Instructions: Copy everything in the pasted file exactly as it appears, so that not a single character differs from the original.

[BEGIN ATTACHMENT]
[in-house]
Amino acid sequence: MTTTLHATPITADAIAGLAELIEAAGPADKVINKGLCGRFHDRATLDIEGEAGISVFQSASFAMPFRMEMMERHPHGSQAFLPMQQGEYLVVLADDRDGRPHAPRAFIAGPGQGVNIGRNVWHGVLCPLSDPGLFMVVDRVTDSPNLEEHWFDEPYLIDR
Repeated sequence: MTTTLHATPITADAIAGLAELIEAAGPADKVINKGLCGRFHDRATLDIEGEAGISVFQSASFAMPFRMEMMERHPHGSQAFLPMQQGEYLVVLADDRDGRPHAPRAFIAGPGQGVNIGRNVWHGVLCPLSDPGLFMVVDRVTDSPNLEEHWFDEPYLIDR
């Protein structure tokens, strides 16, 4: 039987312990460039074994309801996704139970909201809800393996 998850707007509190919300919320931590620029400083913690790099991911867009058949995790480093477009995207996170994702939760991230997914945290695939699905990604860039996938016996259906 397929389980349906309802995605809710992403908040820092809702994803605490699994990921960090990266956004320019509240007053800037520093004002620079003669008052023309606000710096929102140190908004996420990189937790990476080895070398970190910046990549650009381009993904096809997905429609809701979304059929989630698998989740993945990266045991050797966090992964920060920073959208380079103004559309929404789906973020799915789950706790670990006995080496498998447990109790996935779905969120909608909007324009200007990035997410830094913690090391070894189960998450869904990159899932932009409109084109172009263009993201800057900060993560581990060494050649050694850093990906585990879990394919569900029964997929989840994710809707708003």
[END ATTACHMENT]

[in-house]
Amino acid sequence: MTTTLHATPITADAIAGLAELIEAAGPADKVINKGLCGRFHDRATLDIEGEAGISVFQSASFAMPFRMEMMERHPHGSQAFLPMQQGEYLVVLADDRDGRPHAPRAFIAGPGQGVNIGRNVWHGVLCPLSDPGLFMVVDRVTDSPNLEEHWFDEPYLIDR
Repeated sequence: MTTTLHATPITADAIAGLAELIEAAGPADKVINKGLCGRFHDRATLDIEGEAGISVFQSASFAMPFRMEMMERHPHGSQAFLPMQQGEYLVVLADDRDGRPHAPRAFIAGPGQGVNIGRNVWHGVLCPLSDPGLFMVVDRVTDSPNLEEHWFDEPYLIDR
């Protein structure tokens, strides 16, 4: 039987312990460039074994309801996704139970909201809800393996 998850707007509190919300919320931590620029400083913690790099991911867009058949995790480093477009995207996170994702939760991230997914945290695939699905990604860039996938016996259906 397929389980349906309802995605809710992403908040820092809702994803605490699994990921960090990266956004320019509240007053800037520093004002620079003669008052023309606000710096929102140190908004996420990189937790990476080895070398970190910046990549650009381009993904096809997905429609809701979304059929989630698998989740993945990266045991050797966090992964920060920073959208380079103004559309929404789906973020799915789950706790670990006995080496498998447990109790996935779905969120909608909007324009200007990035997410830094913690090391070894189960998450869904990159899932932009409109084109172009263009993201800057900060993560581990060494050649050694850093990906585990879990394919569900029964997929989840994710809707708003």